annual gladstones clinic reunion invitation

This is an R.S.V.P. event

Please contact admin@gladstonesclinic.com to confirm participation

Click this link for directions to Gladstones Clinic Cotswolds

We very much look forward to seeing you all there!

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Eternal Sunshine Of An Addict’s Mind?

Gladstones Clinic always endeavors to stay up-to-date on the latest scientific studies and research into addiction and recovery. Sometimes new findings look promising, and other times, like the following recently published study, they look decidedly disturbing. Have a read and decide for yourself.

Most people are familiar with the cult-classic 2004 film “Eternal Sunshine of the Spotless Mind” starring Jim Carrey and Kate Winslet. In the film, Carrey and Winslet’s characters go to extreme lengths to get over a difficult break-up. Eventually they opt to have their memories of the entire relationship mechanically and permanently erased in order to move on. Madcap non-linear cinematic hilarity ensues as the characters inevitably discover that some memories, even painful ones, are best left alone to do their jobs.

Back in the real world, research conducted at the Department of Neuroscience at The Scripps Research Institute in Jupiter, Florida and just published in this month’s Molecular Psychiatry  has revealed a method of using a specific chemical to wipe away memories. And they claim that the new procedure will only suppress memories of drug use.

“The idea is that someone would go into a rehab program with the typical abstinence therapies and while they are in the treatment program they would receive this medication one time and it should remove all of the associations with the drug,” said Courtney A. Miller, Associate Professor in the Department of Neuroscience at The Scripps Research Institute in Jupiter, Florida.

These researchers are convinced that reducing memory invoked “triggers” will reduce relapses that can occur one to three months into recovery. They are also certain that they can show that addiction memories are different to ordinary memories and so can be excised from the brain safely..

“Memories that are storing associations with drugs like methamphetamine seem to be using different mechanisms in the brain than other, more mundane memories,” “When the [meth] memory is sort of sitting there in the brain it’s behaving differently than other memories.” according to Miller. This would allow that memory to be safely dumped.

Strategies to reduce triggers are certainly welcome, however we do wonder just how certain any one can be when declaring that memories of one’s first kiss differ enough from one’s memory of drug use that the latter could be safely targeted by a hunter-seeker chemical while ignoring the first kiss memory completely.

“The findings here are real game changers,” Gary S. Lynch, professor of psychiatry and human behavior at University of California School of Medicine, told Discovery News. “What this points to is a completely new strategy for treatment of addiction. For the past 10 years there have been many challenges to the notion that memories are cemented in. But this study shows that memory really is still a dynamic, malleable business and that there can be another way of dealing with dependency.”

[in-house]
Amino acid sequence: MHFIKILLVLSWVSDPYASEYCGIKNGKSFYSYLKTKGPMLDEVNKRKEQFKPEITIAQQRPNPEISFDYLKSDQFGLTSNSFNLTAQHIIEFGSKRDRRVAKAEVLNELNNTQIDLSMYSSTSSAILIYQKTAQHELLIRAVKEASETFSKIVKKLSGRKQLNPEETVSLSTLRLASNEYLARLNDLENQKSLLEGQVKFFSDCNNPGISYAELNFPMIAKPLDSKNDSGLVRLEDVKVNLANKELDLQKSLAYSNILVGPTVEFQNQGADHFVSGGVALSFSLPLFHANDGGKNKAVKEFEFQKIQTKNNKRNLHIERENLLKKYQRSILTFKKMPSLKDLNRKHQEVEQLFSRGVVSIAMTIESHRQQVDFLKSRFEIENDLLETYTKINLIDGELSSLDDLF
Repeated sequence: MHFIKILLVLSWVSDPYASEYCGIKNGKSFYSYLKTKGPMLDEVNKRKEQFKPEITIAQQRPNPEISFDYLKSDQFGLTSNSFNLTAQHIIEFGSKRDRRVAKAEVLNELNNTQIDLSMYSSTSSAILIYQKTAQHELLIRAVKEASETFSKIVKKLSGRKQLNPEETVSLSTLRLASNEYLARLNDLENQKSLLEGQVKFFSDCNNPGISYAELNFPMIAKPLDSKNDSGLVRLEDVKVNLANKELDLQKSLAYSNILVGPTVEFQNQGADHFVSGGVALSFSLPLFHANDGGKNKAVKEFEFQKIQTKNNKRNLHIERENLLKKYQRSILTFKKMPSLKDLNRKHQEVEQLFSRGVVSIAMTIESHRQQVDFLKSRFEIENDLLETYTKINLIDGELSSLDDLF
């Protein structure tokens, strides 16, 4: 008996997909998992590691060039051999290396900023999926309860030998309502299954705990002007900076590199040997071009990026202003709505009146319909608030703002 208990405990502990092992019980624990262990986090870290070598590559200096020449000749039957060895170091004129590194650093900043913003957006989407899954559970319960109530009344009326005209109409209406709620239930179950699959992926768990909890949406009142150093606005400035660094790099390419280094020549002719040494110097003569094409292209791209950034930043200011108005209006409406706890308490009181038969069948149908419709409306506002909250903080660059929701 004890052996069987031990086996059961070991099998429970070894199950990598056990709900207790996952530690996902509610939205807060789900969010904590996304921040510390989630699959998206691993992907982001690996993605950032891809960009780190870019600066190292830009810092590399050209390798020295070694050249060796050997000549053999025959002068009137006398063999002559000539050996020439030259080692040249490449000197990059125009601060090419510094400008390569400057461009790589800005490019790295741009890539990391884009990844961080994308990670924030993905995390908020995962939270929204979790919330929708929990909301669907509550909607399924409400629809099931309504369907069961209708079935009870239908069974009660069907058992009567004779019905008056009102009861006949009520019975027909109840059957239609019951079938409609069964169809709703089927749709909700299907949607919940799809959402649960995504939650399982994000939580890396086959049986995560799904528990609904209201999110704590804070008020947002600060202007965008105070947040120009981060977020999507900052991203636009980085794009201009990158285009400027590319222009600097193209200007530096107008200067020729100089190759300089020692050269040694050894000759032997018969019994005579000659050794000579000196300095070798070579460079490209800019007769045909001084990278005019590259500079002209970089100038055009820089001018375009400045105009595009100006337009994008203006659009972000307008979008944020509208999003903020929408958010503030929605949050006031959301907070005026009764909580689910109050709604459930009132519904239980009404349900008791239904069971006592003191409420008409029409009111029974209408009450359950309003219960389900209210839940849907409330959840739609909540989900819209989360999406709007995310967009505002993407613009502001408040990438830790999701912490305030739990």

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Intellectual Stimulation A Defense Against Addiction?

A new study recently conducted by the University Of California, Berkely challenges the assumption that addiction is hard-wired in the brain. In short – the study indicated that even a short time spent in a stimulating learning environment could rewire the brain’s reward system and protect it against cocaine addiction. If correct, this would negate any assumption that addiction is a hereditary destiny or foregone conclusion.

Let’s have a look at the actual study: Scientists at Berkely tracked the cocaine cravings of around 70 adult mice. They noticed that those mice that had a daily routine that included exploration of their environment and learning how to find hidden and tasty treats were less likely than their enrichment-deprived neighbors to seek out the “cocaine chamber.” Those mice who’s activities and diets were artificially restricted or were not intellectually challenged were eager to return to the source of their cocaine “fix.”

A quote from the actual study report: “We have compelling behavioral evidence that self-directed exploration and learning altered their reward systems so that when cocaine was experienced it made less of an impact on their brain,” said Linda Wilbrecht, assistant professor of psychology and neuroscience at UC Berkeley and senior author of the paper just published in the journal, Neuropharmacology.

Studies previous to this have often found that poverty, trauma, mental illness and other environmental and physiological factors can alter the brain’s naturally occurring reward circuitry and lead to higher instances of substance abuse in individuals.

Quoting Dr Wilbrecht again: “Our data are exciting because they suggest that positive learning experiences, through education or play in a structured environment, could sculpt and develop brain circuits to build resilience in at-risk individuals, and that even brief cognitive interventions may be somewhat protective and last a relatively long time,” Wilbrecht said.

From this study, the results suggest that that introverted, anti-social, stimulation-deprived mental and physical environments may be associated with an increased vulnerability to drug seeking behavior. The study also suggests that mentally and socially stimulating environments offer at least some protection against addiction.

Of course, these results come as no surprise to those who work in the field of addiction on a daily basis. In fact, clients who successfully complete the detox and primary care phases of drug and alcohol rehab are encouraged to seek stimulating and socially supportive aftercare environments to encourage and increase the likelihood of long-term and permanent sobriety.